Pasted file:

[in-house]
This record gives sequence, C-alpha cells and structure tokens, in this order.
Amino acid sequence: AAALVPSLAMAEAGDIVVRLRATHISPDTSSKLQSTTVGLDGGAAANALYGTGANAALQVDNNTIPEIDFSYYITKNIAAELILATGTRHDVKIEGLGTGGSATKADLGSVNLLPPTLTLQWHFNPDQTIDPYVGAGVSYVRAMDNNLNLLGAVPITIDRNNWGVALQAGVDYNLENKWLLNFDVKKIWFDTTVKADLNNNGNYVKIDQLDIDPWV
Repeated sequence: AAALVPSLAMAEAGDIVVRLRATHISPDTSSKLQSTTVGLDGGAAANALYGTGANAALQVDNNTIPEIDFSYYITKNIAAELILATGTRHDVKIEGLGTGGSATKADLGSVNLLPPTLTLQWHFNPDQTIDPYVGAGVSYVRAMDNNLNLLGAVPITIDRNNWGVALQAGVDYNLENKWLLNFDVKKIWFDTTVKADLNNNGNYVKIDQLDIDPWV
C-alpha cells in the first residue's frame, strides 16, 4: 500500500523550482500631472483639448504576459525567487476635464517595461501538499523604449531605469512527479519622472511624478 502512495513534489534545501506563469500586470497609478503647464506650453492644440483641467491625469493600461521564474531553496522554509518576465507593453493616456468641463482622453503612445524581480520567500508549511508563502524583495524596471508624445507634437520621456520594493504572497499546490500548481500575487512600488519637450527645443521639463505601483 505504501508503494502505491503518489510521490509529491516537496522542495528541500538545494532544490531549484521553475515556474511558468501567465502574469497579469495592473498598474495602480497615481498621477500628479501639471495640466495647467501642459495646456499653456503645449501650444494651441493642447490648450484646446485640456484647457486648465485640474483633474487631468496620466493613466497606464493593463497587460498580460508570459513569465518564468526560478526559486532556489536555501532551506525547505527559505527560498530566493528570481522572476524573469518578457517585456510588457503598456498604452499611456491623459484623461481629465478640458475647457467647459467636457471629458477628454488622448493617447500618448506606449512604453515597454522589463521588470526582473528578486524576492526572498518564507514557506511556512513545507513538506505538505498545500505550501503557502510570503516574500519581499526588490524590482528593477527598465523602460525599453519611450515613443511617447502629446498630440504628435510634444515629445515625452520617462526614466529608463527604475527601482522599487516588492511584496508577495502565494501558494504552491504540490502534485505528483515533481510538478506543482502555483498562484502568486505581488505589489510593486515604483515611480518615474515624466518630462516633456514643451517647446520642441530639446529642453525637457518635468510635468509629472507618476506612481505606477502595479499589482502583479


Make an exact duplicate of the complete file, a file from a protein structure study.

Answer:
[in-house]
This record gives sequence, C-alpha cells and structure tokens, in this order.
Amino acid sequence: AAALVPSLAMAEAGDIVVRLRATHISPDTSSKLQSTTVGLDGGAAANALYGTGANAALQVDNNTIPEIDFSYYITKNIAAELILATGTRHDVKIEGLGTGGSATKADLGSVNLLPPTLTLQWHFNPDQTIDPYVGAGVSYVRAMDNNLNLLGAVPITIDRNNWGVALQAGVDYNLENKWLLNFDVKKIWFDTTVKADLNNNGNYVKIDQLDIDPWV
Repeated sequence: AAALVPSLAMAEAGDIVVRLRATHISPDTSSKLQSTTVGLDGGAAANALYGTGANAALQVDNNTIPEIDFSYYITKNIAAELILATGTRHDVKIEGLGTGGSATKADLGSVNLLPPTLTLQWHFNPDQTIDPYVGAGVSYVRAMDNNLNLLGAVPITIDRNNWGVALQAGVDYNLENKWLLNFDVKKIWFDTTVKADLNNNGNYVKIDQLDIDPWV
C-alpha cells in the first residue's frame, strides 16, 4: 500500500523550482500631472483639448504576459525567487476635464517595461501538499523604449531605469512527479519622472511624478 502512495513534489534545501506563469500586470497609478503647464506650453492644440483641467491625469493600461521564474531553496522554509518576465507593453493616456468641463482622453503612445524581480520567500508549511508563502524583495524596471508624445507634437520621456520594493504572497499546490500548481500575487512600488519637450527645443521639463505601483 505504501508503494502505491503518489510521490509529491516537496522542495528541500538545494532544490531549484521553475515556474511558468501567465502574469497579469495592473498598474495602480497615481498621477500628479501639471495640466495647467501642459495646456499653456503645449501650444494651441493642447490648450484646446485640456484647457486648465485640474483633474487631468496620466493613466497606464493593463497587460498580460508570459513569465518564468526560478526559486532556489536555501532551506525547505527559505527560498530566493528570481522572476524573469518578457517585456510588457503598456498604452499611456491623459484623461481629465478640458475647457467647459467636457471629458477628454488622448493617447500618448506606449512604453515597454522589463521588470526582473528578486524576492526572498518564507514557506511556512513545507513538506505538505498545500505550501503557502510570503516574500519581499526588490524590482528593477527598465523602460525599453519611450515613443511617447502629446498630440504628435510634444515629445515625452520617462526614466529608463527604475527601482522599487516588492511584496508577495502565494501558494504552491504540490502534485505528483515533481510538478506543482502555483498562484502568486505581488505589489510593486515604483515611480518615474515624466518630462516633456514643451517647446520642441530639446529642453525637457518635468510635468509629472507618476506612481505606477502595479499589482502583479